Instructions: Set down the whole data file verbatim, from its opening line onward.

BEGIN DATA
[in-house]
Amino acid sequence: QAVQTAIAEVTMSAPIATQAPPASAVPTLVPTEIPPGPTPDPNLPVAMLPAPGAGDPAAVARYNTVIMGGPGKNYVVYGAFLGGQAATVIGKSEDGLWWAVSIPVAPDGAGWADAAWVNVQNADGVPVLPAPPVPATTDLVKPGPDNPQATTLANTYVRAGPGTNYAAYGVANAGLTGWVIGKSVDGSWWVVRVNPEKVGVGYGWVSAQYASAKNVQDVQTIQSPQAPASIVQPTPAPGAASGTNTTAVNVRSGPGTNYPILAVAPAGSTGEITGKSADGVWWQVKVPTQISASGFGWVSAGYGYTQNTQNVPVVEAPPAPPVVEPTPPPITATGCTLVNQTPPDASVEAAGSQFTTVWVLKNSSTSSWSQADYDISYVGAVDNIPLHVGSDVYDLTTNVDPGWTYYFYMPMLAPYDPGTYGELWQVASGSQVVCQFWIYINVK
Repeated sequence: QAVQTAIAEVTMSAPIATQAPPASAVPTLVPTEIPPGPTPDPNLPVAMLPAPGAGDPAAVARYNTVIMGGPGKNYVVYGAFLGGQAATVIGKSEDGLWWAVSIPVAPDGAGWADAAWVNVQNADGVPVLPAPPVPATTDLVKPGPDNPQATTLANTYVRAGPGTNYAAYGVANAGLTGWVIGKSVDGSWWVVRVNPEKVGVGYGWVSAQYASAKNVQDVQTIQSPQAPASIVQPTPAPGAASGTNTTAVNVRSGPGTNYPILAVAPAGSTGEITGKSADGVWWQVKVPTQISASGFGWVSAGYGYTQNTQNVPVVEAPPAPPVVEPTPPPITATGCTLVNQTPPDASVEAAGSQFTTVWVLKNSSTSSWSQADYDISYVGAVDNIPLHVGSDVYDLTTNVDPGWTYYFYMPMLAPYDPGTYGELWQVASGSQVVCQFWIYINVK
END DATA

[in-house]
Amino acid sequence: QAVQTAIAEVTMSAPIATQAPPASAVPTLVPTEIPPGPTPDPNLPVAMLPAPGAGDPAAVARYNTVIMGGPGKNYVVYGAFLGGQAATVIGKSEDGLWWAVSIPVAPDGAGWADAAWVNVQNADGVPVLPAPPVPATTDLVKPGPDNPQATTLANTYVRAGPGTNYAAYGVANAGLTGWVIGKSVDGSWWVVRVNPEKVGVGYGWVSAQYASAKNVQDVQTIQSPQAPASIVQPTPAPGAASGTNTTAVNVRSGPGTNYPILAVAPAGSTGEITGKSADGVWWQVKVPTQISASGFGWVSAGYGYTQNTQNVPVVEAPPAPPVVEPTPPPITATGCTLVNQTPPDASVEAAGSQFTTVWVLKNSSTSSWSQADYDISYVGAVDNIPLHVGSDVYDLTTNVDPGWTYYFYMPMLAPYDPGTYGELWQVASGSQVVCQFWIYINVK
Repeated sequence: QAVQTAIAEVTMSAPIATQAPPASAVPTLVPTEIPPGPTPDPNLPVAMLPAPGAGDPAAVARYNTVIMGGPGKNYVVYGAFLGGQAATVIGKSEDGLWWAVSIPVAPDGAGWADAAWVNVQNADGVPVLPAPPVPATTDLVKPGPDNPQATTLANTYVRAGPGTNYAAYGVANAGLTGWVIGKSVDGSWWVVRVNPEKVGVGYGWVSAQYASAKNVQDVQTIQSPQAPASIVQPTPAPGAASGTNTTAVNVRSGPGTNYPILAVAPAGSTGEITGKSADGVWWQVKVPTQISASGFGWVSAGYGYTQNTQNVPVVEAPPAPPVVEPTPPPITATGCTLVNQTPPDASVEAAGSQFTTVWVLKNSSTSSWSQADYDISYVGAVDNIPLHVGSDVYDLTTNVDPGWTYYFYMPMLAPYDPGTYGELWQVASGSQVVCQFWIYINVK